Bonfire of the subsidies as Rudd backs shale and nuclear power


wind-turbine-fireEnergy Secretary Amber Rudd has signalled further looming cuts to renewable energy subsidies and a firm commitment to nuclear power and shale gas, as well as conventional fossil fuels.

Outlining the department’s priorities to MPs today, Rudd said that security of supply and affordability came first and that Decc remains committed to meeting the UK’s carbon targets. The latter, said Rudd, were “more essential” than renewable energy targets.

Protecting UK industry from unaffordable policy decisions was also a priority, Rudd said, with “value for money at the top” of her list.

When it was pointed out to Rudd by Labour MP Alan Whitehead that locking in nuclear power at 93p per kW for 35 years might not represent best value for money, Rudd countered that “you should not be surprised” that reliable low carbon baseload commanded a premium.

Rudd said she expects a decision on Hinkley Point C to be made this year. She added that the ruling by the European Commission that support for nuclear power did not breach state aid rules was “completely robust”, despite an “unwelcome” legal challenge mounted by Austria. “So we don’t think it will impact on the final investment decision.”

Bonfire of the subsidies

Rudd offered few crumbs of comfort to renewable energy industries, refusing to confirm whether there would be a further round of contract for difference auctions. There will however be another capacity market auction, which has so far largely rewarded existing fossil plant.

While stating that heat will also be a priority for the department, an area in which Rudd admitted it had lagged, she admitted that there was uncertainty about the future of the Renewable Heat Incentive. Meanwhile, an announcement on Feed-In Tariff rates would be made “shortly”, she said.

Rudd was unapologetic for ending onshore wind subsidies a year earlier than anticipated. She claimed that three “larger” wind developers had approached her with plans for subsidy-free schemes in recent weeks.

Speaking alongside Rudd at the Energy & Climate Change Committee, Decc permanent secretary Robert Lovegrove, suggested that costs tended to come down fastest in industries “when subsidies begin to exit the system” because “normal market forces” then prevail. At that point, companies realise “relying on subsidies is not necessarily the most sustainable way of making a profit,” Lovegrove ventured.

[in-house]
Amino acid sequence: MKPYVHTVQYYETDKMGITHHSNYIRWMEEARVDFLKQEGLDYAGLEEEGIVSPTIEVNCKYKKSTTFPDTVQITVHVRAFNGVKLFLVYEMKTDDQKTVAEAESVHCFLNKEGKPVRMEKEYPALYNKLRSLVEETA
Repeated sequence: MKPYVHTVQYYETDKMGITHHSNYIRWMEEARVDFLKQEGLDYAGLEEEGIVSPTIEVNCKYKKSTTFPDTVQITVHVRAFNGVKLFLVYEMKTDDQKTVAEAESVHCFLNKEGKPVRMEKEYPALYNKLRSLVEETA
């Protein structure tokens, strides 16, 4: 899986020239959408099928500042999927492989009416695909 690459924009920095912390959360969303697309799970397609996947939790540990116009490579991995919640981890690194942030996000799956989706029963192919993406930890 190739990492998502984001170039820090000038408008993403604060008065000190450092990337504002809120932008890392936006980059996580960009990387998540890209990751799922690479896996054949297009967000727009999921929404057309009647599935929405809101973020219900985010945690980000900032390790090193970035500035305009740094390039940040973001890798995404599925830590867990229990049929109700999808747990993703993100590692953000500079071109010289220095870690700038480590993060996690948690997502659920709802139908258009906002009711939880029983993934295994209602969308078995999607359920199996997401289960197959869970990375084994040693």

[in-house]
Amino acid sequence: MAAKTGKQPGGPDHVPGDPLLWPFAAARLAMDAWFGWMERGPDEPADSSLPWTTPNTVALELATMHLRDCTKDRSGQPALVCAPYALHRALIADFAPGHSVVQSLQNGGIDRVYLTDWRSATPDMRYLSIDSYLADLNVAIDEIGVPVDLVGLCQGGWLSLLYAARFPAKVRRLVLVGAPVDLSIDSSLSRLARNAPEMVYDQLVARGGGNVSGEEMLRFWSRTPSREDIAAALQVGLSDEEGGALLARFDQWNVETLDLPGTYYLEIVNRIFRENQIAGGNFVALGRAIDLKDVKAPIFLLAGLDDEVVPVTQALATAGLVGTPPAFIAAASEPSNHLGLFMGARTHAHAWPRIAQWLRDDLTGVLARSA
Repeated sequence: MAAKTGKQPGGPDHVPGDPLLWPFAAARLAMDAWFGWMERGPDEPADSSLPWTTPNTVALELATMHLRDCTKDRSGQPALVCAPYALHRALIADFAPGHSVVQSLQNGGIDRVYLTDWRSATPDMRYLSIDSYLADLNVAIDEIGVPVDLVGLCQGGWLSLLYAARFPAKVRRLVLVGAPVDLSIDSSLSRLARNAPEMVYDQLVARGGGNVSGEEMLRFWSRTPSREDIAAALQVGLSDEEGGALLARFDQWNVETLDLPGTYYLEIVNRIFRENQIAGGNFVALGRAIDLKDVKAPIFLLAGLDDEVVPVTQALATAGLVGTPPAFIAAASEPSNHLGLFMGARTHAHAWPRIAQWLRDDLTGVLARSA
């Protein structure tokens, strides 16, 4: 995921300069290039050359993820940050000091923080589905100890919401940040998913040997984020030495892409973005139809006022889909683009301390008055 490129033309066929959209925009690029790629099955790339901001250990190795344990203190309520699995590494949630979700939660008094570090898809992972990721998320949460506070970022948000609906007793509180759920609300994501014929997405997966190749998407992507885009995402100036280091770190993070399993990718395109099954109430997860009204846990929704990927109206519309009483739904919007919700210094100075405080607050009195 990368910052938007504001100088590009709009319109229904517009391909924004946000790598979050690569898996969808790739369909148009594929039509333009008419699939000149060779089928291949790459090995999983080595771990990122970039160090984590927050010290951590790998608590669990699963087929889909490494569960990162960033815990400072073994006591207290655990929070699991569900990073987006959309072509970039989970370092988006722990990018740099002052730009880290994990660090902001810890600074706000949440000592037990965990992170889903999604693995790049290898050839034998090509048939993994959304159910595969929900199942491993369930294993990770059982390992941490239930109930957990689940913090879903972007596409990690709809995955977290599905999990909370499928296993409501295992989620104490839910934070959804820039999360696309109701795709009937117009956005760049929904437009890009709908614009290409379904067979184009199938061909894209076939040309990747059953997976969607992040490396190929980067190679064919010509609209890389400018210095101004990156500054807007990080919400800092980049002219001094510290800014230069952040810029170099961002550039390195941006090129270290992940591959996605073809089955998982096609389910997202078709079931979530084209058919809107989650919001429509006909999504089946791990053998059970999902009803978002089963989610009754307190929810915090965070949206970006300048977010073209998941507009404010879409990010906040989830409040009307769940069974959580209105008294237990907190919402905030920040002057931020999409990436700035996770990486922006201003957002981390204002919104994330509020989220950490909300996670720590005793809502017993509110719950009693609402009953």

Lovegrove added that, on current projections, the Levy Control Framework budget was spent, although he said it would remain within its 20% “headroom” threshold.

Committed to ‘low carbon’ shale gas

Rudd said that the decision by local authorities to reject shale gas planning applications was “disappointing”, but that it was early days yet for the UK shale industry.

“Shale will be an important part of the energy mix for the UK,” said Rudd. “It is an important part of our decarbonisation targets, because it is effectively a low carbon source,” she claimed. “And given that gas is going to remain an important part of our security of supply going forward, how much better to have our own gas than be importing it?

“So I remain committed to ensuring that we can explore for shale. I am aware of concerns. But the experts have all given their … stamp of approval … that it can be extracted securely and safely.”

Related articles:

Amber Rudd steps up to top energy job

CCL exemption axe will add eight figures to business energy bills warn TPIs

Osborne axes CCL exemption, promises review of ‘alphabet soup’ of energy taxes

Government confirms retrospective cuts to onshore wind subsidies

Utilitywise bets against Lord Redesdale on blackouts risk

Lord Redesdale ‘puts money on brownouts or blackouts by year end’

National Grid ‘delighted’ with demand response but warns over winter tightness

Only 32 firms have notified Environment Agency of ESOS compliance

Supply not demand: Capacity market design risks higher decarbonisation bill

National Grid urges major energy users to provide demand response for winter peak, may pay more

Decc tenders work to scope demand side response in future electricity capacity auctions

Decc remains confident of beating Tempus Energy’s legal challenge over demand side

CFD appeals may cost unsuccessful generators, Decc warns

Energy minister dismisses big company bias claims in CFD and capacity auctions

Another fine mess: Energy policy’s perverse outcomes mean ‘new Energy Act in 2017

Click here to see if you qualify for a free subscription to the print edition of The Energyst, or to renew.

Follow us at @EnergystMedia. For regular bulletins, sign up for the free newsletter.


Please enter your comment!
Please enter your name here